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Evening Media Use Affects Sleep in Children

Last Updated: June 28, 2011.

Evening media or daytime violent media use may increase sleep problems in preschool-aged children, but nonviolent daytime media use does not, according to a study published online June 27 in Pediatrics.

TUESDAY, June 28 (HealthDay News) -- Evening media or daytime violent media use may increase sleep problems in preschool-aged children, but nonviolent daytime media use does not, according to a study published online June 27 in Pediatrics.

Michelle M. Garrison, Ph.D., from the Seattle Children's Research Institute, and colleagues analyzed the impact of media content, timing, and use behaviors on sleep in 612 children, aged 3 to 5 years. Data on sleep measures were collected using the Children's Sleep Habits Questionnaire. Data on media use, including content titles, were recorded in media diaries, and titles were coded for ratings, violence, scariness, and pacing.

The investigators identified an average daily screen time of 72.9 minutes, of which 14.1 minutes occurred after 7 p.m. Children with a television in their bedroom had increased media consumption and a greater likelihood of sleep problems, with at least one sleep problem reported by 18 percent of parents. Each additional hour of evening media use or daytime use of media with violent content was associated with significantly increased sleep problem scores. Having a television in the bedroom and low-income was associated with a trend toward greater impact of daytime violent media use.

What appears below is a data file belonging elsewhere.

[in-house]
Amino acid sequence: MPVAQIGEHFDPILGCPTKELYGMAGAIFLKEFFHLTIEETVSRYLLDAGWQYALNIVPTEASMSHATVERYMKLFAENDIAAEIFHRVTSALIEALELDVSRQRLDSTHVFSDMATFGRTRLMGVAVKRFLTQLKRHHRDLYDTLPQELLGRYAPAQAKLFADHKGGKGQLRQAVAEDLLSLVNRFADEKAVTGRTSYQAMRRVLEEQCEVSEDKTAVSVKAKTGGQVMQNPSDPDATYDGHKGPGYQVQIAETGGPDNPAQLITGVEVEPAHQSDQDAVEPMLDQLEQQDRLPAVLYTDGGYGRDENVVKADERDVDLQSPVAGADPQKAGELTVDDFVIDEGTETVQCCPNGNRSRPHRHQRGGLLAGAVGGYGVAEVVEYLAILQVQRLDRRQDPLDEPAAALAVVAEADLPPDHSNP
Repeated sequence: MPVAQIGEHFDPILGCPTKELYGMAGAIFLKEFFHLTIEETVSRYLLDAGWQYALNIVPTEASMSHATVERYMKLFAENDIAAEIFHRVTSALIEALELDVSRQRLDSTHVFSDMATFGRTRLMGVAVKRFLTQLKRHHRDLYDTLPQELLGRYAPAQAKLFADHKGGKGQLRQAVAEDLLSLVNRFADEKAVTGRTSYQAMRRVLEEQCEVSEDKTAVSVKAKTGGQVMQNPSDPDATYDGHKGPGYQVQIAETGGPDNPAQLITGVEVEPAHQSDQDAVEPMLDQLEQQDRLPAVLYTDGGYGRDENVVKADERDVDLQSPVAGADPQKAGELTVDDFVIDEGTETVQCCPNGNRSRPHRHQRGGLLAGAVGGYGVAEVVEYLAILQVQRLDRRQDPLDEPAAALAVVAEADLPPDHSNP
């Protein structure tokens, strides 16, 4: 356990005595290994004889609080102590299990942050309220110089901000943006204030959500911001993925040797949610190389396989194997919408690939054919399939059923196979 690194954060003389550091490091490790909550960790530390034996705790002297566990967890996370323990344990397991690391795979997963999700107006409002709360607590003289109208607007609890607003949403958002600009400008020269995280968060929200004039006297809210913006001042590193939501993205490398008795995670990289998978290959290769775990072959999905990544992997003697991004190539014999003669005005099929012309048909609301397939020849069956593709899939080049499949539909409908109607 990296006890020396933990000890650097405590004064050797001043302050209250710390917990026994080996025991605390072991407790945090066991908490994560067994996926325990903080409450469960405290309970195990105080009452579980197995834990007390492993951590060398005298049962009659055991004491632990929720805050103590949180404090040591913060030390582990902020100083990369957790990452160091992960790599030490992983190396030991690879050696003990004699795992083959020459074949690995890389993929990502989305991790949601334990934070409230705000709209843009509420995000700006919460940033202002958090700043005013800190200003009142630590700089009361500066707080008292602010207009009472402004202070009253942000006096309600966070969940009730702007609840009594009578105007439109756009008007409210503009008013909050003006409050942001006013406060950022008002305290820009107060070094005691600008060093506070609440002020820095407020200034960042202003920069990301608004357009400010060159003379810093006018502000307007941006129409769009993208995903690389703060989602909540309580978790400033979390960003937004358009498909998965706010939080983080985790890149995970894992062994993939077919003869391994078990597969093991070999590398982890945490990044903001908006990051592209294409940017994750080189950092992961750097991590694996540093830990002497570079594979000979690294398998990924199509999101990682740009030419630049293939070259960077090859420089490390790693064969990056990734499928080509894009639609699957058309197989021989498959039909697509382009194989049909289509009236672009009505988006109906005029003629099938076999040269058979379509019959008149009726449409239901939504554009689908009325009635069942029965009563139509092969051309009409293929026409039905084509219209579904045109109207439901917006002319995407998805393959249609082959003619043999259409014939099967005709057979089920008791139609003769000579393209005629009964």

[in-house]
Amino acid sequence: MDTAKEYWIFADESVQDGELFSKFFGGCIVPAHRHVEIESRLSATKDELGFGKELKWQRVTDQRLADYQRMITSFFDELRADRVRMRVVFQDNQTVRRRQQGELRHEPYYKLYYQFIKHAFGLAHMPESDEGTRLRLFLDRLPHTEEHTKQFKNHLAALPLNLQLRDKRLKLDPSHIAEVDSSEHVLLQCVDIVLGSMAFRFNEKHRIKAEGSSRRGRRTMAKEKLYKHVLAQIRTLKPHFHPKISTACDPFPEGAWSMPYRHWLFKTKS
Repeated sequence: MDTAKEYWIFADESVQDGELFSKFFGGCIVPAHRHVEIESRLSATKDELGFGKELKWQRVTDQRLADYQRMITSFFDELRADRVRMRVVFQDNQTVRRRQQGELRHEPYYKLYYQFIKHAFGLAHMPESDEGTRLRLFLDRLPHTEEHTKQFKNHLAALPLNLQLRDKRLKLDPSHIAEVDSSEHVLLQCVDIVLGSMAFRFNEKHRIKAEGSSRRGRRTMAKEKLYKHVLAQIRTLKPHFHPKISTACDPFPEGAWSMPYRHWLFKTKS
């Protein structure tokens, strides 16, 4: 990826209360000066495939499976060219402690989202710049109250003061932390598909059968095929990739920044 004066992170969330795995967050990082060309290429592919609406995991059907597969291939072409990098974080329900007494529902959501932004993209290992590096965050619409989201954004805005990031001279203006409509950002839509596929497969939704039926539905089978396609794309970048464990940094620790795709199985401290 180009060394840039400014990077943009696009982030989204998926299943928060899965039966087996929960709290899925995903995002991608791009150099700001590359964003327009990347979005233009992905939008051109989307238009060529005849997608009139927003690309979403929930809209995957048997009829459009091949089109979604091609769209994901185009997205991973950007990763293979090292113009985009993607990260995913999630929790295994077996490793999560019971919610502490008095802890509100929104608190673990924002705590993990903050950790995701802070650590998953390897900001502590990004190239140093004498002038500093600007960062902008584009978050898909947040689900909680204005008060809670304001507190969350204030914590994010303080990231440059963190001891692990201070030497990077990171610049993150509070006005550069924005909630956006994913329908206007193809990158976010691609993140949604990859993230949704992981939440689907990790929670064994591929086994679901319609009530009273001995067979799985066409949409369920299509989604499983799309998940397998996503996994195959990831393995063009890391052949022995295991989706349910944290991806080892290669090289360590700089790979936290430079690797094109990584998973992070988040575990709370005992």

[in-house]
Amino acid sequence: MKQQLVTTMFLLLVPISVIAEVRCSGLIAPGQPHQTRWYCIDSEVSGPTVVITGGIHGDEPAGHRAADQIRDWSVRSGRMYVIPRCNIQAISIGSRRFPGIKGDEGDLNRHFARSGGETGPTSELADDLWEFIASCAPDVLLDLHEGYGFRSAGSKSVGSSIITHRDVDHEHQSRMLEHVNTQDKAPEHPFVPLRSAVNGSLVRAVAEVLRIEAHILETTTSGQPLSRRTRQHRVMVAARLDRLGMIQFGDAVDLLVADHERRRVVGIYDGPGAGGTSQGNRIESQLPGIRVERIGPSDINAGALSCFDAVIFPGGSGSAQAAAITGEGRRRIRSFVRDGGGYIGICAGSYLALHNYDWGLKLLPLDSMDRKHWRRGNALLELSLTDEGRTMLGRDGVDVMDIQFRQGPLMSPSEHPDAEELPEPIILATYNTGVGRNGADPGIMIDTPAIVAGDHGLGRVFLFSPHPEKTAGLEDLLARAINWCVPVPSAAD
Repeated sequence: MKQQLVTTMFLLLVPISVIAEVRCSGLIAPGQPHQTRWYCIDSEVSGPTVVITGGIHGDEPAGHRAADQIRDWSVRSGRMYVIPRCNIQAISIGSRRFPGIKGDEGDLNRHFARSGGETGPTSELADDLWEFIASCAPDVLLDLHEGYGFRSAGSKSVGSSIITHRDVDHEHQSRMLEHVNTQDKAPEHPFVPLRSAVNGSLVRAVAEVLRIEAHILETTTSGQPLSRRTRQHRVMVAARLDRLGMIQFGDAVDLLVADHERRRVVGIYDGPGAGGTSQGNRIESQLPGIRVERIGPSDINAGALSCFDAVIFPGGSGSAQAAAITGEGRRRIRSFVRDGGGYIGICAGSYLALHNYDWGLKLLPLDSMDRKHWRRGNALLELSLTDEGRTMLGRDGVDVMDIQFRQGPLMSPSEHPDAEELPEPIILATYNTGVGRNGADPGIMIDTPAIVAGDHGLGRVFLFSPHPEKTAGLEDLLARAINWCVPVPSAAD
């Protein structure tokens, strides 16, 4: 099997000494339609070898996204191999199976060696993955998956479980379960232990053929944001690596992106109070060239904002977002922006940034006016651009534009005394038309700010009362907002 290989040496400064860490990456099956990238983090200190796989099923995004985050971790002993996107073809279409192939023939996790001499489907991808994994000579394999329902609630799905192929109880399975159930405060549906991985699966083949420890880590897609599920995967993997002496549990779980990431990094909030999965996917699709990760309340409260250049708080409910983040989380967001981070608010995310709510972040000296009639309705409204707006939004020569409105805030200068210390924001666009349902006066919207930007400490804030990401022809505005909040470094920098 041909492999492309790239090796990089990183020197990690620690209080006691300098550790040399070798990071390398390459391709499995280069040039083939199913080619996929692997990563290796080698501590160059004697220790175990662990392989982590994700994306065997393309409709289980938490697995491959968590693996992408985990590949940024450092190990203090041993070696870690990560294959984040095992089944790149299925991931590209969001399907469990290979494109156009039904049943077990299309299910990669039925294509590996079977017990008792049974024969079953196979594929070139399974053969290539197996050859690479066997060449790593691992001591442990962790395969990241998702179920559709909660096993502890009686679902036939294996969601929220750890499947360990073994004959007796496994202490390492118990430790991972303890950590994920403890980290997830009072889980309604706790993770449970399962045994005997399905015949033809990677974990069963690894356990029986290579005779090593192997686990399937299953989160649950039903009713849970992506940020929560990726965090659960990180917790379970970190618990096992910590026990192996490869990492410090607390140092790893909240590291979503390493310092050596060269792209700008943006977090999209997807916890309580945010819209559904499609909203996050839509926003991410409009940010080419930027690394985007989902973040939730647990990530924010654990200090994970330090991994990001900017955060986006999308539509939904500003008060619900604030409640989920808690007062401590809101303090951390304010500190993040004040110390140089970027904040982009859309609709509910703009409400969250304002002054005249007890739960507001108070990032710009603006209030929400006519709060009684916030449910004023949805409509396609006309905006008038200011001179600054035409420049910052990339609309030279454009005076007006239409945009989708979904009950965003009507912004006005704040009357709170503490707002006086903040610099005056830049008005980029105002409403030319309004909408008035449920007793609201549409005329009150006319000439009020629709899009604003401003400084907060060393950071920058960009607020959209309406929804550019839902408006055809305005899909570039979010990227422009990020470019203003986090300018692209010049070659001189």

"We found that evening media use and daytime violent media use were both associated with increased sleep problems, but daytime nonviolent media use was not," the authors write.

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